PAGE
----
You don’t have to be nominated for an Oscar to want a little sparkle and shine. (Seriously, have you ever seen so many sequins all in the same place at the same time?) Though there are lots of yarns that can boost your bling quotient, one of our favorites has always been ArtYarns. Joan reached for their Mohair Splash, which combines silk and mohair with beads and sequins strung on a fine metallic thread, for her 200 Yard Scarf Knitalong project. She added black La Furla from Trendsetter to make this elegant wrap her very own.
Here’s another glittery FO from Joanne. She used the pattern Weekend Shawl* by Anne Kuo Lukito. Don’t know that the sparkly bits show up very well in my photo, but you can definitely see what a lovely job Joanne did.
Molly snagged some of our very new Silken Straw from Alchemy Yarns for her Effin Scarf*, below. Don’t let the name deter you – it’s a ridiculously quick and simple project for any yarn with a light, soft hand and an inclination to drape, making it an ideal summer accessory. Molly’s is just exquisite and weighs nothing at all! The Effin was designed by Loretta McCollough, who was filmed at her workplace, Loops in Tulsa, Oklahoma, discussing her pattern in the most polite and ladylike terms imaginable. (If you decide to knit Effin for someone with delicate sensibilities, just refer to it as the Elfin Scarf.) In addition to the Silken Straw, we have lots of others that would make lovely Effins: yarns from Feza and Blue Heron, also Euroflax, Bahia, Luca, Firefly, Phoenix, Twiggy, Fleurtini, …
On a day when there wasn’t any snow to be shoveled, Molly was able to bring in the handsome Windschief* hat she had just finished for her husband. She used a charcoal grey Trendsetter Merino VI for this Stephen West design, guaranteeing that the hat will be warm and comfortable for many years to come. Far from being your average (boring) man’s watch cap, Windschief has a real sense of style. It is shown below both from the front and the back.
Jane also had wind chill on her mind when she whipped up these sweet little Ruffled Leg Warmers for a six year-old she knows. I photographed them as they are “supposed” to be worn, ruffles at the ankle, but the suggestion was made that flipped over, they’d make cute boot toppers or even arm warmers with the ruffle peeking out from a coat sleeve. How versatile is that for one pattern? The yarn is Lamb’s Pride Superwash Worsted.
Bonnie’s Cap Sleeve Cardigan Vest* is another charmer for a little lady. Bonnie used Classic Elite Seedling, an organic cotton that’s absolutely butter soft. This summer weight sweater is headed down to Florida, where we’re sure its new owner will fall in love with it.
Ringlets is an amazing yarn from Pagewood Farms. The actual ringlets are Lincoln Longwool locks, gently felted to a soft super bulky merino single. Marie cast on about 9 stitches and using a P1, YO, P2tog pattern, was done in no time with this fun and fanciful scarf. Spectacular!
Here is an FO from Jill, a svelte Cowboy Cowl* worked in Heichi and Silk Cloud from Shibui. Small pewter buttons daintily close up the neck. Did you know we have a mini trunk show through March 7th of some of Shibui’s Mix patterns? All Shibui yarns are 10% off during the show, plus all Shibui special orders (any yarn! any color!) are also 10% 0ff.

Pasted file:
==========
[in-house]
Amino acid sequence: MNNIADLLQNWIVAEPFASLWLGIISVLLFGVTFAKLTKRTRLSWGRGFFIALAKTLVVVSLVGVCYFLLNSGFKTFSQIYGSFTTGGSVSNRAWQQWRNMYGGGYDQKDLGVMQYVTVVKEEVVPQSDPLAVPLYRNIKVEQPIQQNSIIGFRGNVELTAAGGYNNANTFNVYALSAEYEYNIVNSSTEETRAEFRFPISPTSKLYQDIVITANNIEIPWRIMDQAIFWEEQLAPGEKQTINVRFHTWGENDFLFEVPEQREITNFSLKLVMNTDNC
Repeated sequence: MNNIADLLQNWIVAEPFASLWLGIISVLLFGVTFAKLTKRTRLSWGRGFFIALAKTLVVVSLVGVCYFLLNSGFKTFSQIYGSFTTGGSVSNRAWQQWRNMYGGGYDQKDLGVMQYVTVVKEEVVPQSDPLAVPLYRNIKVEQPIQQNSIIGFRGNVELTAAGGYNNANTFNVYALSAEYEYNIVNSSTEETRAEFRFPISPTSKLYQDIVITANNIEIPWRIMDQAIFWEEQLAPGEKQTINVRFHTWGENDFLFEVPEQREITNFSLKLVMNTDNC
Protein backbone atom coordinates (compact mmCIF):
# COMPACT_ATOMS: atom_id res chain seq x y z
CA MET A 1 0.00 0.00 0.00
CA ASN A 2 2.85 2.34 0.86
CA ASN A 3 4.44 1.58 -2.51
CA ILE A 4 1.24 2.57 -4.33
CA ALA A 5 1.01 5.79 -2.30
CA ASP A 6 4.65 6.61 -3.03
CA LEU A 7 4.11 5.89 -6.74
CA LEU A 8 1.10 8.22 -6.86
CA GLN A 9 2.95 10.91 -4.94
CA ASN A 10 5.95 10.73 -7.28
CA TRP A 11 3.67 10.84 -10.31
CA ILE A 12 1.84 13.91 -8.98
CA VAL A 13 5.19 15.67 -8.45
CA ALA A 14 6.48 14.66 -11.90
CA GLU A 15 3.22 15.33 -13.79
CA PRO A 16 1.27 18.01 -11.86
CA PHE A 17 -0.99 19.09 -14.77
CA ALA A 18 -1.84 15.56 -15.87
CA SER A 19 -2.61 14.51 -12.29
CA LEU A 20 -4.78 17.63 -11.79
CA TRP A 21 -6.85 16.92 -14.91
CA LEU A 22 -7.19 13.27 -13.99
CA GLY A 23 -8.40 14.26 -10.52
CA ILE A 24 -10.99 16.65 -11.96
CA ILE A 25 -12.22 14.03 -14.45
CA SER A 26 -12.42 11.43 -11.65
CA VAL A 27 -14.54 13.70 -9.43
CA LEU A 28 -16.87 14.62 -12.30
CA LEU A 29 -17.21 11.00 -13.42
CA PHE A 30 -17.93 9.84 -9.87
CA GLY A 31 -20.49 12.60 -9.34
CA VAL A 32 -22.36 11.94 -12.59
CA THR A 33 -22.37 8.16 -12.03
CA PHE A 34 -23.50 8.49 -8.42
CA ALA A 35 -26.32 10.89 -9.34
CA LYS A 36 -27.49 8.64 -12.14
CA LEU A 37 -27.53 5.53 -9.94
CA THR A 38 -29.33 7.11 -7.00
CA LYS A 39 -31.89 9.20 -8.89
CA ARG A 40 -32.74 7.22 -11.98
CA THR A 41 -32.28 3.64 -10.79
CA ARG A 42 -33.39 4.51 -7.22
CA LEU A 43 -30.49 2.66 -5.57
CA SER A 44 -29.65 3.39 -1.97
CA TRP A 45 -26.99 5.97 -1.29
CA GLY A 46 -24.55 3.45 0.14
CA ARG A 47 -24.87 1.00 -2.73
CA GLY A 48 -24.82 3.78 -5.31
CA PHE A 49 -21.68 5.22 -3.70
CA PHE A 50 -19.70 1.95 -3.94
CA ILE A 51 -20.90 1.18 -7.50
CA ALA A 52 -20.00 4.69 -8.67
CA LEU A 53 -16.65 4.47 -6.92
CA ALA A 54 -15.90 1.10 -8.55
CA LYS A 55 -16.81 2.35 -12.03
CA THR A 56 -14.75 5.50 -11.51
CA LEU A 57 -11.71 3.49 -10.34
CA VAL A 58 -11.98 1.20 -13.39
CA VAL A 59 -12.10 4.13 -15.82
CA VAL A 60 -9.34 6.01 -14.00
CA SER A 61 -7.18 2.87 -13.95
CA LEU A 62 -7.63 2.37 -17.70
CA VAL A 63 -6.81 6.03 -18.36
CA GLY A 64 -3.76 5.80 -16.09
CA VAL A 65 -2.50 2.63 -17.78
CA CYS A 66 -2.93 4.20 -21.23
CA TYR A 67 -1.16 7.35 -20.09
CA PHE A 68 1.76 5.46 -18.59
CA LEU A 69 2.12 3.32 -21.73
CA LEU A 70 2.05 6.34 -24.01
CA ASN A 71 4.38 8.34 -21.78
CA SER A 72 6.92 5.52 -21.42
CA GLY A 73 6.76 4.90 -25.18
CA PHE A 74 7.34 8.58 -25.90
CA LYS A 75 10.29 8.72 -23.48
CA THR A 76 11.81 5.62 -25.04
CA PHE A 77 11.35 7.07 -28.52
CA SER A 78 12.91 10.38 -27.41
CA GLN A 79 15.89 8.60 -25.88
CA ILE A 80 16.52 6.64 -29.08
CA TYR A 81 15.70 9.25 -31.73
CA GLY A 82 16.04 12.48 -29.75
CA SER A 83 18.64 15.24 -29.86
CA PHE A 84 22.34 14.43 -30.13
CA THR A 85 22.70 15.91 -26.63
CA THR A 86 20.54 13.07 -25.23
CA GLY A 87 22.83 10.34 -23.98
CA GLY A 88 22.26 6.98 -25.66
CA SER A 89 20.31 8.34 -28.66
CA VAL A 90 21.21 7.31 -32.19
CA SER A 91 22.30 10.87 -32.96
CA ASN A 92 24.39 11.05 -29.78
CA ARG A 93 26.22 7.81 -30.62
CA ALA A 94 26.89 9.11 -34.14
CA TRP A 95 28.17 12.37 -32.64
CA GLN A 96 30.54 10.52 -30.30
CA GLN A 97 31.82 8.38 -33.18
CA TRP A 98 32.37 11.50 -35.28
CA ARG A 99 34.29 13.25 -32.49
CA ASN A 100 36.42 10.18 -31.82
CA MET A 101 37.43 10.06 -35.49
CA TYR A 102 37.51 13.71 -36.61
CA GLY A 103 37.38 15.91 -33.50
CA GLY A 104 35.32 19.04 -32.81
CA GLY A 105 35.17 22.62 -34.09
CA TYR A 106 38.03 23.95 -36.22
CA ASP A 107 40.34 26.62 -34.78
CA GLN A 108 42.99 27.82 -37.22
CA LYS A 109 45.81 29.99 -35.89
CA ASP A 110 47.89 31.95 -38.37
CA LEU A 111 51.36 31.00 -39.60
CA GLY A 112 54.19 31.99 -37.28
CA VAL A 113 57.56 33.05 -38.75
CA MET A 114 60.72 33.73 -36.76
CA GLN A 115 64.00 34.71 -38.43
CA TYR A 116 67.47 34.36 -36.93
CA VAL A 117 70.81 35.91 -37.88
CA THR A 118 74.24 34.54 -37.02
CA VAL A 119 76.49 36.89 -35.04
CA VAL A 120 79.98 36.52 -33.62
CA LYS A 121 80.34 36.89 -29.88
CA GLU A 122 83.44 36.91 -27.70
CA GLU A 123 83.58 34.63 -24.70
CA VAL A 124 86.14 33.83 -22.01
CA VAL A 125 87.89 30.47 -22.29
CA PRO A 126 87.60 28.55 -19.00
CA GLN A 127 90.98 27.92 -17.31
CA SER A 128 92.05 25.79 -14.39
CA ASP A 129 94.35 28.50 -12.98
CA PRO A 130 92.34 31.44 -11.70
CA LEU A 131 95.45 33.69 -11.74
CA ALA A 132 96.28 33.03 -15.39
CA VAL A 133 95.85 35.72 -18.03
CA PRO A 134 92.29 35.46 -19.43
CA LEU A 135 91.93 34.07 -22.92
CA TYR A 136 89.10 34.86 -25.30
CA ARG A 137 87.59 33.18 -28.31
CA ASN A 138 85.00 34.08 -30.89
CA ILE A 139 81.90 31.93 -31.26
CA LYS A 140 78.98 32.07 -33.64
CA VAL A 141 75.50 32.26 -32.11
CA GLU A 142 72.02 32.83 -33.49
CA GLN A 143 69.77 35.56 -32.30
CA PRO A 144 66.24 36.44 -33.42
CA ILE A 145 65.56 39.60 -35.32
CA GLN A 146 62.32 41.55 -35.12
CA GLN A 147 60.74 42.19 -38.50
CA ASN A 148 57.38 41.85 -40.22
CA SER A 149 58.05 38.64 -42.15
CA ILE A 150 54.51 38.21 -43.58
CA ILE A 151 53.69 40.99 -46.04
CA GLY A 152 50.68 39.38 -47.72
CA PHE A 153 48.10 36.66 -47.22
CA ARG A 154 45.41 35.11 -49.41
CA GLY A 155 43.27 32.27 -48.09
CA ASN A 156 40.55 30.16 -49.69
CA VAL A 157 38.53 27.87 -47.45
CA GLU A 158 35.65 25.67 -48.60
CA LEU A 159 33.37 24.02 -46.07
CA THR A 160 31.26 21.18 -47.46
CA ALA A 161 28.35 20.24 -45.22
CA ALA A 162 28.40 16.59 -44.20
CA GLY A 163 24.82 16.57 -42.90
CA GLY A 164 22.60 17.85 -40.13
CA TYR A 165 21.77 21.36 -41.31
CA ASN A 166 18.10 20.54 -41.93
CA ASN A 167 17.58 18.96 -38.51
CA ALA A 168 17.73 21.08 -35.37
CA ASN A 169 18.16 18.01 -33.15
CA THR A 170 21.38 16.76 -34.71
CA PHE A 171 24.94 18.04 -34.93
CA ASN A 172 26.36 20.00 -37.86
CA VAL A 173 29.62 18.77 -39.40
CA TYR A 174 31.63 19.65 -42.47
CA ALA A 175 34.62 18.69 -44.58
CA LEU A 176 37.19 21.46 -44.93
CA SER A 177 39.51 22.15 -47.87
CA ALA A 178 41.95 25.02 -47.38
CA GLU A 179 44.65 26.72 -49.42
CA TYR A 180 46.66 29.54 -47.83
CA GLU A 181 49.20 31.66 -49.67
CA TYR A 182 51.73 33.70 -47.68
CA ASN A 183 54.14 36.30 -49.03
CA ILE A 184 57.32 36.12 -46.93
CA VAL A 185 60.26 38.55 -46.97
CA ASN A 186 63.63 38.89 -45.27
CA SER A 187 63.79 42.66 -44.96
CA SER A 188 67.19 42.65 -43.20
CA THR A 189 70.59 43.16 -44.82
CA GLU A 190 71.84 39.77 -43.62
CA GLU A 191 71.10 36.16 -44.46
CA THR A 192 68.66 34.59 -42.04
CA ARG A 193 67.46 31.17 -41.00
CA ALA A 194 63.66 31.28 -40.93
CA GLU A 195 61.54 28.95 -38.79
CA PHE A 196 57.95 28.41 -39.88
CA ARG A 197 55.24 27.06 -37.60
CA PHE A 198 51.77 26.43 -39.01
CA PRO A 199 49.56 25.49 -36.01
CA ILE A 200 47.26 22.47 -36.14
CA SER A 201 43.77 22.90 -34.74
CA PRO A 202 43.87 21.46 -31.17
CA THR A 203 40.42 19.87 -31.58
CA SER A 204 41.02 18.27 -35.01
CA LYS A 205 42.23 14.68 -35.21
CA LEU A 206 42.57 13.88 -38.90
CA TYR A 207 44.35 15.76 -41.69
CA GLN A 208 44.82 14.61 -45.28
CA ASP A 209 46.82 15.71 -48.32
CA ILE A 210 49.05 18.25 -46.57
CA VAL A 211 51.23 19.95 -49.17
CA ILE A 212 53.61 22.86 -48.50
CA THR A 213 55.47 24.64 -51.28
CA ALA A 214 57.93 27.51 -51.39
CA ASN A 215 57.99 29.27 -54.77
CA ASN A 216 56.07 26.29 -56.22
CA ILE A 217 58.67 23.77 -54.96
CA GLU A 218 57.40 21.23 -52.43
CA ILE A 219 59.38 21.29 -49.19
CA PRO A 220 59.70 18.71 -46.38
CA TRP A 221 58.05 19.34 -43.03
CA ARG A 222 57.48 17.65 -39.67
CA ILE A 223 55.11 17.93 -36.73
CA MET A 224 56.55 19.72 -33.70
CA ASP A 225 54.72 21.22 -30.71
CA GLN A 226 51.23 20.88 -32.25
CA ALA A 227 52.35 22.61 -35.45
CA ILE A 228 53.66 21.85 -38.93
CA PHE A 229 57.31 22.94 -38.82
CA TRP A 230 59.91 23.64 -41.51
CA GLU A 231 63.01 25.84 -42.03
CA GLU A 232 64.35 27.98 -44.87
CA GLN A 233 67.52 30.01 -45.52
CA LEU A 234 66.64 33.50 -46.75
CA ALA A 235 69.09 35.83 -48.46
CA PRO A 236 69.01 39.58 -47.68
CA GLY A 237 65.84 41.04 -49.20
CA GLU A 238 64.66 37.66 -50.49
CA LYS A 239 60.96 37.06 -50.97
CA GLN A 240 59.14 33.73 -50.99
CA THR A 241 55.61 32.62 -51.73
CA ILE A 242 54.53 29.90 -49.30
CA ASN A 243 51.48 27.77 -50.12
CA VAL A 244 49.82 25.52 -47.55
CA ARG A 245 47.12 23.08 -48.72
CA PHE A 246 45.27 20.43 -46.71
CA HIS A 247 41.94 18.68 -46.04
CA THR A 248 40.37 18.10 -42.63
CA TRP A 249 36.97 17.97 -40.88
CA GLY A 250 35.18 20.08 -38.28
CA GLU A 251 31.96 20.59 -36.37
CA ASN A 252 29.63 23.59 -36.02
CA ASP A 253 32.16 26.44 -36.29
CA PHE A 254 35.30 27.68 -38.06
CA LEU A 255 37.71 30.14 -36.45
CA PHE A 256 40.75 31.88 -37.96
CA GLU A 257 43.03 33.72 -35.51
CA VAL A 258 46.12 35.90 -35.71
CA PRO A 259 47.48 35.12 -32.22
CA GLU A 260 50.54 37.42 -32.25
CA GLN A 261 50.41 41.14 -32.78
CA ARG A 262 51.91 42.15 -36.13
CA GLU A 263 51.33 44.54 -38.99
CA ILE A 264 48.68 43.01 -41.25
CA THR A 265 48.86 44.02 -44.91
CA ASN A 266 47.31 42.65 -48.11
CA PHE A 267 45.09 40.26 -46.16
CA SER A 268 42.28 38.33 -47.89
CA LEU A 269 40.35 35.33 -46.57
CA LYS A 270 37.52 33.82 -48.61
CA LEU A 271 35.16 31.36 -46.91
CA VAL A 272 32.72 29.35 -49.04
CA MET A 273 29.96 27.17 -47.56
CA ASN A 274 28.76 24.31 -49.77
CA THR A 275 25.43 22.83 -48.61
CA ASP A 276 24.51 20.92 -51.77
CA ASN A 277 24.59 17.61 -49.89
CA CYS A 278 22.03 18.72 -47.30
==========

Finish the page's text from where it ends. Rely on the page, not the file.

Kathy took Carolyn Kern’s Beginner Stranded Knitting class earlier this month. I was lucky enough to “audit” the class, and while my Boreal Headband is stuck on round 8 or 9, Kathy’s is finished. She admits there may be a few white stitches where there should have been blue, but says since it was just a practice piece, it’s really OK. The important thing is that stranded knitting is now fun and, thanks to Carolyn, easy, too.
I fell hard for the Rikke Hat the moment I saw it on Ravelry – I knew I had to make one. When I discovered we had one lonely skein of one color of Cascade Eco Alpaca sitting on the shelf, I grabbed it to make my Rikke. Love! Thank you, Jill, for modeling my creation.
And now for something completely different: weaving at GYI is really starting to pick up momentum. The Cricket Club meets this Thursday, February 28th, 5:30-6:30 p.m. This free get-together is for all rigid heddle loom weavers, not just owners of Schacht Cricket looms. Our weaving sensai Linda Mesavage will discuss weaving with cotton and flax. Would-be weavers welcome, too! (Cricket Club meets the last Thursday of each month, so if you can’t make it in February, we hope you can come March 28th.) Linda returns in March to lead another weaving class: Log Cabin Pattern on Saturday, March 16th, 3-4 p.m. Below, two samples of the Log Cabin pattern:
A quick mention that we’ve added two new classes, one on seaming and one on the Kitchener Stitch. Updated class schedule, here. Finally, with the days getting longer and the temperatures warming just a wee little bit, it’s time to think about our spring bus trip to the amazing Maryland Sheep and Wool Festival in May. We will be heading down on Sunday, May 5th, departing from the Wyoming Valley Mall at 6:30 a.m. and returning around 6 p.m. that evening. We’re now accepting reservations, and the 29 passenger bus is starting to fill up. Tickets are $60, with refreshments served both going and coming. If this guy could talk, he’d say, “please call soon to reserve your seat.”
All patterns marked with an asterisk* are available at Gosh Yarn It!